A Bhoja Air jet crashed on Friday in Pakistan just before it was due to land at Benazir Bhutto International Airport in Islamabad, according to Pakistan's Civilian Aviation Authority. The agency blamed the crash on poor weather.

The plane was carrying up to 118 passengers, according to state television, and crashed about three and a half hours into the flight in a heavily populated residential area near the Pakistani capital, Islamabad.

The Bhoja Air flight originated in Pakistan's largest city, Karachi.

Defense Minister Ahmed Mukhtar spoke to a private Pakistani television network, Dawn News, and said that all 118 passengers and nine crew had likely been killed, adding that Civil Aviation officials thought there was little hope of finding survivors.

It remains unclear if any casualties occurred on the ground.

A violent thunderstorm lashed the capital when the plane crashed at around 6:40 p.m. local time and there was limited visibility.

The weather was bad, but can't confirm what the actual cause of the crash was, Jaser Abro, spokesperson of the airline, told local papers.

Emergency official Saifur Rehman told Geo TV they were looking for survivors.

We can see the plane's wreckage is on fire and we are trying to extinguish it, he said from the scene.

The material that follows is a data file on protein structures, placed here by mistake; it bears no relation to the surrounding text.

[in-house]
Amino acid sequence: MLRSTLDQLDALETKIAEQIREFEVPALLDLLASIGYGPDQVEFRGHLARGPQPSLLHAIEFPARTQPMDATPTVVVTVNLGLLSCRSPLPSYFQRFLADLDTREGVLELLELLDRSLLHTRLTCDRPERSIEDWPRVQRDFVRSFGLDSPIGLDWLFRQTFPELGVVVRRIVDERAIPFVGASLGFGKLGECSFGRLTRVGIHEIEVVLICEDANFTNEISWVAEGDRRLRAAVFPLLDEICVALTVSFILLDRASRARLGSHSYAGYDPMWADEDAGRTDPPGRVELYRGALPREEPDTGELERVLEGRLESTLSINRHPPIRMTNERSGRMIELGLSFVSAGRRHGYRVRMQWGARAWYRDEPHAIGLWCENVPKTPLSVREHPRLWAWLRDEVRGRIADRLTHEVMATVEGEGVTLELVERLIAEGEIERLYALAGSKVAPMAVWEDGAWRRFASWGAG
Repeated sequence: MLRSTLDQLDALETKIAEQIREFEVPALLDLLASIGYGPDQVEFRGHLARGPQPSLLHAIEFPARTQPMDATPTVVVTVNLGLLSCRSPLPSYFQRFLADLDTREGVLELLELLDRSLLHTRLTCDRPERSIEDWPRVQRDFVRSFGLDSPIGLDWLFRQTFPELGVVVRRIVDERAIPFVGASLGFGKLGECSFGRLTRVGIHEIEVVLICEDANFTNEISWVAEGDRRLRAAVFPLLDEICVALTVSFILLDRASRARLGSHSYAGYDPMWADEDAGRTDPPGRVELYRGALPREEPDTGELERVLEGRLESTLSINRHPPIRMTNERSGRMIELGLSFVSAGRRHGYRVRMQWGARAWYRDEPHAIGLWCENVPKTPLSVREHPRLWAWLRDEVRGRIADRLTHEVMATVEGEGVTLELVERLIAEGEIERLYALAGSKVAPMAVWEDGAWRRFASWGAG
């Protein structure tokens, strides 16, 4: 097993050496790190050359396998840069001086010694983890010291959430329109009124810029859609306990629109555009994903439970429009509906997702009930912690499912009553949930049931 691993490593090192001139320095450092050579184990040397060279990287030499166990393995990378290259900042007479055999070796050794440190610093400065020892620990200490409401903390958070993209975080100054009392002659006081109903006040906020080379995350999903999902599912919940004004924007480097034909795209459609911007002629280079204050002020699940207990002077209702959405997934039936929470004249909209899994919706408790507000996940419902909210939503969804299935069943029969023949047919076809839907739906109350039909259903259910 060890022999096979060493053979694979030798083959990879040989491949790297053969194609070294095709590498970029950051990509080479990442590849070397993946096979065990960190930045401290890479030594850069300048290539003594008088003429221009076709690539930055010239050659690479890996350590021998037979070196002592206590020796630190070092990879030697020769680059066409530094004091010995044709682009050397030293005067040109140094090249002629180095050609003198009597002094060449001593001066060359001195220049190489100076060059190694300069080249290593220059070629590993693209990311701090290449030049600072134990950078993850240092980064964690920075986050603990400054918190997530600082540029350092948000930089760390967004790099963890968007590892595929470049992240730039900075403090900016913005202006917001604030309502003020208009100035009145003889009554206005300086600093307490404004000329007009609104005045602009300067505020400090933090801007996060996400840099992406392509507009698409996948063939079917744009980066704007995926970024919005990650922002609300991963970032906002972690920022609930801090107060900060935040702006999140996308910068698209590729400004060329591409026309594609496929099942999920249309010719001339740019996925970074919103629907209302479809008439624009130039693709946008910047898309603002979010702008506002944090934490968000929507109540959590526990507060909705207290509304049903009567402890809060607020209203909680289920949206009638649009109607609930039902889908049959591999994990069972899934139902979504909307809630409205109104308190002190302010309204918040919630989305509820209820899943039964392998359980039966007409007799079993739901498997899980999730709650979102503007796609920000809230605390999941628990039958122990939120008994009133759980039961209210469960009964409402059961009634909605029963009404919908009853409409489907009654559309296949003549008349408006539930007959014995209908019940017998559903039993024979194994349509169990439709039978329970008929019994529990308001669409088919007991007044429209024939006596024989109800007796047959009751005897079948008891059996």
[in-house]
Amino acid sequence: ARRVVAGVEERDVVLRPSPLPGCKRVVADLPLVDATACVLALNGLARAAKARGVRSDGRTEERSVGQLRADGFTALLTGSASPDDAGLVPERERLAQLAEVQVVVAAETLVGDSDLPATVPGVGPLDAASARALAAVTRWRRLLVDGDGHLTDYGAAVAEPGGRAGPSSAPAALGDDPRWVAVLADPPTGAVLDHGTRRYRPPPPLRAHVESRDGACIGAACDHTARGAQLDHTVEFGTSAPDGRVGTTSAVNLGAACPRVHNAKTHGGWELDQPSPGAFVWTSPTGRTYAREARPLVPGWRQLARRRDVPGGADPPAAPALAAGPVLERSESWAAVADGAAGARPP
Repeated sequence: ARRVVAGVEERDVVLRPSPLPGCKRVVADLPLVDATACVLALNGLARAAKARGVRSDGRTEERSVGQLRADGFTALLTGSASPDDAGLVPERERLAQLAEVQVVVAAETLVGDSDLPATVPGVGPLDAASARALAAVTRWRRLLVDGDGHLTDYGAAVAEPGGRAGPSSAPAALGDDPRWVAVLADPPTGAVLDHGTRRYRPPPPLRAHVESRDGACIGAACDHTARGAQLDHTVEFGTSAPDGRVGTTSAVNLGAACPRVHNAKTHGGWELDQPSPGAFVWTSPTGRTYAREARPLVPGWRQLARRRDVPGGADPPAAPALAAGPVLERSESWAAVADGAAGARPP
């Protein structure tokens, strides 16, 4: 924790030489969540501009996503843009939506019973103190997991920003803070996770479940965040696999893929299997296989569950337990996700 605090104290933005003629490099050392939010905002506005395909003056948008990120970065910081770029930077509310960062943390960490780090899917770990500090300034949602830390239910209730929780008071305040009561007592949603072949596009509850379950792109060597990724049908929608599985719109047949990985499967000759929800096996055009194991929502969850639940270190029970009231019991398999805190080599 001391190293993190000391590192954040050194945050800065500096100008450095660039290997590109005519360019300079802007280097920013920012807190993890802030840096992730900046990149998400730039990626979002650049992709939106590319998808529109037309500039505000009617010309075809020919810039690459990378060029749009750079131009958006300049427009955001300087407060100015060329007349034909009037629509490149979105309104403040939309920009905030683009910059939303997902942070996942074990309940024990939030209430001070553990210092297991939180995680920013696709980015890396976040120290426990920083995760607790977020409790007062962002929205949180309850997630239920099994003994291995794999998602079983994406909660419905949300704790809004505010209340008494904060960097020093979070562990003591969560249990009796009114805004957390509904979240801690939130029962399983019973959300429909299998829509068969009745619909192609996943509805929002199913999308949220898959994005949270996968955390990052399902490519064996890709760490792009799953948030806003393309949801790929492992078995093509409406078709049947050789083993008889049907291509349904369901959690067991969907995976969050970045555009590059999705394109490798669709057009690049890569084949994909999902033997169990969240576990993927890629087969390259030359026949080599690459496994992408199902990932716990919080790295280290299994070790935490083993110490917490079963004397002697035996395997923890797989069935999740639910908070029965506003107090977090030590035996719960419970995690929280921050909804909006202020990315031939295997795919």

TV footage shows wreckage of the plane against the wall of a small building with rescue officials combing the dark with flashlights.

Witnesses said the scene looked grim.

I'm working on a construction site not far from the landing strip and I saw it with my own eyes, Samab Ahmad told BBC World. I saw the plane crash land and then suddenly catch fire.

It crashed on top of some sort of building, which could be residential. I can still see the fire from the distance. It's a terrible, terrible scene. I heard the emergency services going to the scene too, including a helicopter.

Bhoja Air is a relatively new airline that began commercial flights just 10 years ago. It shut down due to financial difficulties in 1998 and only recently restarted operations using four planes. The crash brings to light questions many have had over Pakistan's booming air industry. Critics say that standards have not improved as fast as the demand.

The aircraft involved in Friday's crash was reportedly 27 years old and questions have been raised about its airworthiness.

Pakistan had its worst ever aviation disaster in July 2010 when an Airbus A321 operated by Airblue crashed in the hills above Islamabad, killing all 152 passengers and crew. That plane also originated in Karachi.

A government investigation into the tragedy found that the pilot veered off course amid stormy weather. Wreckage from the crash scorched a large swath of the hillside and was scattered over a half-mile.